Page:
Ambrose Moving Past the Toughest Day of his Career to Turn Focus to New Hampshire LOUDON, N.H. (June 22, 2010) - - Marcos Ambrose is working on moving past the toughest day of his NASCAR Sprint Cup Series career after missing a golden...
Ambrose Moving Past the Toughest Day of his Career to Turn Focus to New Hampshire
LOUDON, N.H. (June 22, 2010) - - Marcos Ambrose is working on moving past the toughest day of his NASCAR Sprint Cup Series career after missing a golden opportunity to seize his first career victory at Infineon Raceway. Cutting his motor off to conserve fuel and it not starting again derailed a win for the Australian in Sonoma (Calif.) on Sunday.
Today, Ambrose candidly talked about the mishap on Showtime's Inside NASCAR set with Brad Daugherty, Chris Myers, Randy Pemberton and Michael Waltrip.
"It stinks that we gave away our first victory," said Ambrose, who is piloting the No. 47 Lance Toyota at New Hampshire Motor Speedway this weekend. "Leading the race, I turned the motor off under caution and couldn't get it cranked back up. I gave away a golden opportunity with an unforced error - - my error. We were conserving fuel from the start because our fuel mileage numbers were not where they needed to be. We were good to go to the end, except for a green-white-checker finish. The only way we thought we would lose the race was fuel mileage. I'm not blaming NASCAR. I put myself in a bad situation. It was their judgment call and it is their house and their rules."
"With the engine not firing again, it was a combination of things," Ambrose continued. "The engine was hot, the fuel was sloshing around, we were on a hill and you can't control the way the fuel flows through the carburetor. It was the first time it happened. I've learned from it. Sure, it makes you wonder who I need to be or what I need to do better. When you trip over yourself like that, it's easy to get depressed and get bogged down with the pressures of racing. But, the way I look at it, I've got to keep going. It's just a race and there's one this weekend to look forward too. I've just got to stay relaxed, focused and remember what is important."
The incident was unfortunate, but the JTG Daugherty Racing team is regrouping from the hard lesson learned.
"It's a lesson learned and it will make our team stronger," crew chief Frank Kerr said. "We went there with a plan and stuck with it. At the end of the race, we had the best car. We had been shutting the motor off every yellow to make sure we had enough fuel. It was a routine that we had done the whole race. Not sure what happened going up the hill and why it did that. It just wouldn't start back up. We were trying to make sure we were there at the end if we were faced with green-white-checkers. It's just unfortunate and we have to learn from it and go on to Loudon."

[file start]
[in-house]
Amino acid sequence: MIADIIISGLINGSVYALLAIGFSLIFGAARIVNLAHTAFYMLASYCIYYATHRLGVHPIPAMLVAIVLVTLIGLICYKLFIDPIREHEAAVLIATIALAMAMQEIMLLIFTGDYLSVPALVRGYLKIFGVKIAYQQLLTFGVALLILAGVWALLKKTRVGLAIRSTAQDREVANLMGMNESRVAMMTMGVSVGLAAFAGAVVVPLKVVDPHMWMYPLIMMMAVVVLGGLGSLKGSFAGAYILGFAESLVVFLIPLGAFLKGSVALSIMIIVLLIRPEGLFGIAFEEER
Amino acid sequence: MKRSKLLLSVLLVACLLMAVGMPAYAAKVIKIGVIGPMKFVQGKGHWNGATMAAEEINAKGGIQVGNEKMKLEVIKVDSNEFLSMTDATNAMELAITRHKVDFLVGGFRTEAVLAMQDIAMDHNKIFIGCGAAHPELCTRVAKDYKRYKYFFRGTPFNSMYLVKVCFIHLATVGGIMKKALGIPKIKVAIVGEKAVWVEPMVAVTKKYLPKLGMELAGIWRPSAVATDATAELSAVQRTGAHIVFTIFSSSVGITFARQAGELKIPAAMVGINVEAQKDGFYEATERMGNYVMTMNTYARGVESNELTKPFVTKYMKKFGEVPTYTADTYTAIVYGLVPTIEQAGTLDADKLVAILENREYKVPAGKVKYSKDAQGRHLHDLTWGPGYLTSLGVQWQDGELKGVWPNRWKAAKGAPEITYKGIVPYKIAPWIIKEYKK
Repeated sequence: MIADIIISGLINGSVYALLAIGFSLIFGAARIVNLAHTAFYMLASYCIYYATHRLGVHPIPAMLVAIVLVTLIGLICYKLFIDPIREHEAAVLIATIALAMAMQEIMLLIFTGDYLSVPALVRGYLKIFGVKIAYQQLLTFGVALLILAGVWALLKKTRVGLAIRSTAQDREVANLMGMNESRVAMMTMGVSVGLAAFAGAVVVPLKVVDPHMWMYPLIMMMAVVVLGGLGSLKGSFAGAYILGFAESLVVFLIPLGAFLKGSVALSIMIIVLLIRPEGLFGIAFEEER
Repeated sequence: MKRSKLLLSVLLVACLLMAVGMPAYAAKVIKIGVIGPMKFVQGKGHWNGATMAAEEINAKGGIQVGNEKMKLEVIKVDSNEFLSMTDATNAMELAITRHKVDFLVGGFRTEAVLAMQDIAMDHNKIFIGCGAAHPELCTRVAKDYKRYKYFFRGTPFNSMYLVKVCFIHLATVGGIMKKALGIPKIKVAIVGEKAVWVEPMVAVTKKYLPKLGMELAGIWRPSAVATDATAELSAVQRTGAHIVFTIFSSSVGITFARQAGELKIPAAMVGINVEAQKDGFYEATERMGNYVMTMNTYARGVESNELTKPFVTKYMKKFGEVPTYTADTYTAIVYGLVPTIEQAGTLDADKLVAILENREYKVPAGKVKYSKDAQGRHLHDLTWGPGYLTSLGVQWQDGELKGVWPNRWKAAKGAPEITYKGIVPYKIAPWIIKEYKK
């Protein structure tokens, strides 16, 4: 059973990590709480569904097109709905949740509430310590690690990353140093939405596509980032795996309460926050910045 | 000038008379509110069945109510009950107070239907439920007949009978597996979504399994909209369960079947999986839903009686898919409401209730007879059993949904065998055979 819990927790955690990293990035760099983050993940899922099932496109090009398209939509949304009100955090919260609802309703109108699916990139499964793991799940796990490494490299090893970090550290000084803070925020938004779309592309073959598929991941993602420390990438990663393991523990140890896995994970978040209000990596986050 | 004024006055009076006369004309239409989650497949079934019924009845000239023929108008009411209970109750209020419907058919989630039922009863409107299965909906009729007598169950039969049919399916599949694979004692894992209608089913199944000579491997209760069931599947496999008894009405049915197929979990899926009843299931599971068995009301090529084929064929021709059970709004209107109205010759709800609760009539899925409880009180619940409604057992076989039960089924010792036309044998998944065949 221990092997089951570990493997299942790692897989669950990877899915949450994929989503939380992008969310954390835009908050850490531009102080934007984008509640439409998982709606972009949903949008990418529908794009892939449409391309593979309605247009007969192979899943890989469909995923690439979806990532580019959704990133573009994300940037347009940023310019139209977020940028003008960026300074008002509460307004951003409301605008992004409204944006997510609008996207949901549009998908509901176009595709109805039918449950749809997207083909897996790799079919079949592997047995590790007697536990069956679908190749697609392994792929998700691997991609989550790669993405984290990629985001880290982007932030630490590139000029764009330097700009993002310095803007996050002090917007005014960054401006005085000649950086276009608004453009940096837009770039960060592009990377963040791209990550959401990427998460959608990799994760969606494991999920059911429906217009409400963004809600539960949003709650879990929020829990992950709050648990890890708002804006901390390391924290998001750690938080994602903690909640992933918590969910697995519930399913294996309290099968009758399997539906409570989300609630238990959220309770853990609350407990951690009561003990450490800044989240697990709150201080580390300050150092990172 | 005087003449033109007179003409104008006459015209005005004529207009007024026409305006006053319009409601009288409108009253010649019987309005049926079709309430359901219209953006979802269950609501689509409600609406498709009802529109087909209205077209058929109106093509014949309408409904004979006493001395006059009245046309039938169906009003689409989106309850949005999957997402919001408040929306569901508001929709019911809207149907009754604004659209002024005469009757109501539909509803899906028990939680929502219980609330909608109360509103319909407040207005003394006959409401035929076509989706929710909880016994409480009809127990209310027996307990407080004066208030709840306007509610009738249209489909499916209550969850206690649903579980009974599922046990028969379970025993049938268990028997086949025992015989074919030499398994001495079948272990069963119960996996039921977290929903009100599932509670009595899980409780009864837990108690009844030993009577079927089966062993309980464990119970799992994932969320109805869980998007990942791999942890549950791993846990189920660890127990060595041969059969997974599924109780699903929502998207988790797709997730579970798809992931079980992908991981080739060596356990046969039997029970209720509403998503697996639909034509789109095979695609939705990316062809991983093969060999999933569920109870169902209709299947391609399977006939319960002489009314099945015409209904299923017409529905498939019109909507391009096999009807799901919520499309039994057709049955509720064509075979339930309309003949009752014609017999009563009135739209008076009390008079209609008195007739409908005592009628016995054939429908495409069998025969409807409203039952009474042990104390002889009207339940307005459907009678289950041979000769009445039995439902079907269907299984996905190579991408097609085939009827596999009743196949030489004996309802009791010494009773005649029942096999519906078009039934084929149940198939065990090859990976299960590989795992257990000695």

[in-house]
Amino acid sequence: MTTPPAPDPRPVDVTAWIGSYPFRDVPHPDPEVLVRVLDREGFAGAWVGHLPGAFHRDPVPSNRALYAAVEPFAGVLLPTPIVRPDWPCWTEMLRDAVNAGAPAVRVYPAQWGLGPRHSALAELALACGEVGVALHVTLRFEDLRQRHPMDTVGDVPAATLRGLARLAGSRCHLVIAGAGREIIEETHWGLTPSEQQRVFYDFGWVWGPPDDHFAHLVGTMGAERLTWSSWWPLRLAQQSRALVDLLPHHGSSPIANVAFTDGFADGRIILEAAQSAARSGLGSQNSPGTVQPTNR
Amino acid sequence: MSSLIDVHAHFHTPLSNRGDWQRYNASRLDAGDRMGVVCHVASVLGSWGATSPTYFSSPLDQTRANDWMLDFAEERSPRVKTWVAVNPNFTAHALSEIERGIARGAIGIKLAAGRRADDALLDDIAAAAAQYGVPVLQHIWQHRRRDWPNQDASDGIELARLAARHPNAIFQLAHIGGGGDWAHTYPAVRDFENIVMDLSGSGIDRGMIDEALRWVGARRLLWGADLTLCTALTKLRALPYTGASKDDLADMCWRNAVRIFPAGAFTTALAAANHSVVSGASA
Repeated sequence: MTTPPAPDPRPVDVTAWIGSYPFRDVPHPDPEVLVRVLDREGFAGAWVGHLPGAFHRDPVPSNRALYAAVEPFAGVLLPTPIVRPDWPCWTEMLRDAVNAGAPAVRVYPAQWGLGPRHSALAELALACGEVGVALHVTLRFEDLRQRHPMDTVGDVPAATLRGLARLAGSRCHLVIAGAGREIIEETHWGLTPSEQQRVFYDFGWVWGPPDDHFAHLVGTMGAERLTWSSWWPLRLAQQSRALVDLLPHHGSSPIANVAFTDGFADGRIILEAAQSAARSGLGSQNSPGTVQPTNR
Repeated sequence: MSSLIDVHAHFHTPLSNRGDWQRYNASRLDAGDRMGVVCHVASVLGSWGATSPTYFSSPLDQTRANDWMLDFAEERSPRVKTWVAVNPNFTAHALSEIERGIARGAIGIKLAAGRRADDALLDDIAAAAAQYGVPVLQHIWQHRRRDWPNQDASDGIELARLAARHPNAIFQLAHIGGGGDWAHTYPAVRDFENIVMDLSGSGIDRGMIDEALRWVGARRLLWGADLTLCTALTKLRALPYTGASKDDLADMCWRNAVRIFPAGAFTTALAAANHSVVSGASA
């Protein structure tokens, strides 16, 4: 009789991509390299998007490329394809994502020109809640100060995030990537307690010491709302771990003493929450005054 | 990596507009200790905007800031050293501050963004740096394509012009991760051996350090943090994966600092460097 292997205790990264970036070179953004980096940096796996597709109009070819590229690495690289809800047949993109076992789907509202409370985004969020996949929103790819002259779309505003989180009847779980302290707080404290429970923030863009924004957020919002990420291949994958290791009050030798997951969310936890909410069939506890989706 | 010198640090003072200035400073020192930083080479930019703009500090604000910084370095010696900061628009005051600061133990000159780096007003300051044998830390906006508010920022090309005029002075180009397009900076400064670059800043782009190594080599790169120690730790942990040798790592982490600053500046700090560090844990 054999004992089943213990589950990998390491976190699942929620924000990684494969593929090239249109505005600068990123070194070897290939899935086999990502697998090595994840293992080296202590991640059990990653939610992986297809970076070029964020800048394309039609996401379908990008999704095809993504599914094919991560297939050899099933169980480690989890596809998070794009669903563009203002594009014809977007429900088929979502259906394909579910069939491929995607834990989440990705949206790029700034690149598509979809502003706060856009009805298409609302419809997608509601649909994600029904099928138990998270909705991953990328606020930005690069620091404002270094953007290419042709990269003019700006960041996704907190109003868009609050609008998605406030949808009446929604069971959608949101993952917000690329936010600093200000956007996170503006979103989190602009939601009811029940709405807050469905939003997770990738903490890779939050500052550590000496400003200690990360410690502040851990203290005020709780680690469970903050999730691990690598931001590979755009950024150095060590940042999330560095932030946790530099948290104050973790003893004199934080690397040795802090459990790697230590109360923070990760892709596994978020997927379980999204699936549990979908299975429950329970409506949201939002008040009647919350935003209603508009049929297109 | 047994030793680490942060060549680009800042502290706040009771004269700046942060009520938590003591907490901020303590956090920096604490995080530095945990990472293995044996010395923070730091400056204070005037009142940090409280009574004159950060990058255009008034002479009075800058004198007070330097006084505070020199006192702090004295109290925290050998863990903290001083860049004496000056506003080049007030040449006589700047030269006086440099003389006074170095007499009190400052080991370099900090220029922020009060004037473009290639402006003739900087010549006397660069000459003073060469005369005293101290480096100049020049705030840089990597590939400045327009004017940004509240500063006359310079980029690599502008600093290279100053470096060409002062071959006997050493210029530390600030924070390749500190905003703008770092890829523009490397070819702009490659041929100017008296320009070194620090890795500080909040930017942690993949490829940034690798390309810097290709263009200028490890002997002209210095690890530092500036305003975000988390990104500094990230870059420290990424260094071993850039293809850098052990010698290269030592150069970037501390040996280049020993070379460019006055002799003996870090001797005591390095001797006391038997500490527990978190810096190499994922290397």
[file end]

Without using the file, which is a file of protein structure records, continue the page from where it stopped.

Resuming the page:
Looking beyond the incident, Ambrose was proud of his JTG Daugherty Racing team and their determination on race day.
"I'm just really proud of my team to see them stand up like they did on Sunday," Ambrose said. "Jimmie Johnson was faster than us at the start of the race, but my guys worked on the car and made it better than the No. 48 machine at the end of the race. They delivered on pit road and put us ahead of Jimmie out of the pits. We were able to put a gap between us and pull away."
Team owners Jodi and Tad Geschickter along with Daugherty were also pleased with the team's overall performance and feel like a win is around the corner for their organization.
"We're not disappointed - - there's something wrong if you are disappointed with a sixth-place finish in the NASCAR Sprint Cup Series," said Brad Daugherty, co-owner of JTG Daugherty Racing and five-time NBA All-Star. "We are happy with Marcos and tickled that he is driving for us. Marcos is an outstanding driver and I'm surprised he hasn't already won a race. We've watched him excel at places like Bristol Motor Speedway, Talladega Superspeedway and other tracks. He's going to win one soon."
-source: jtg racing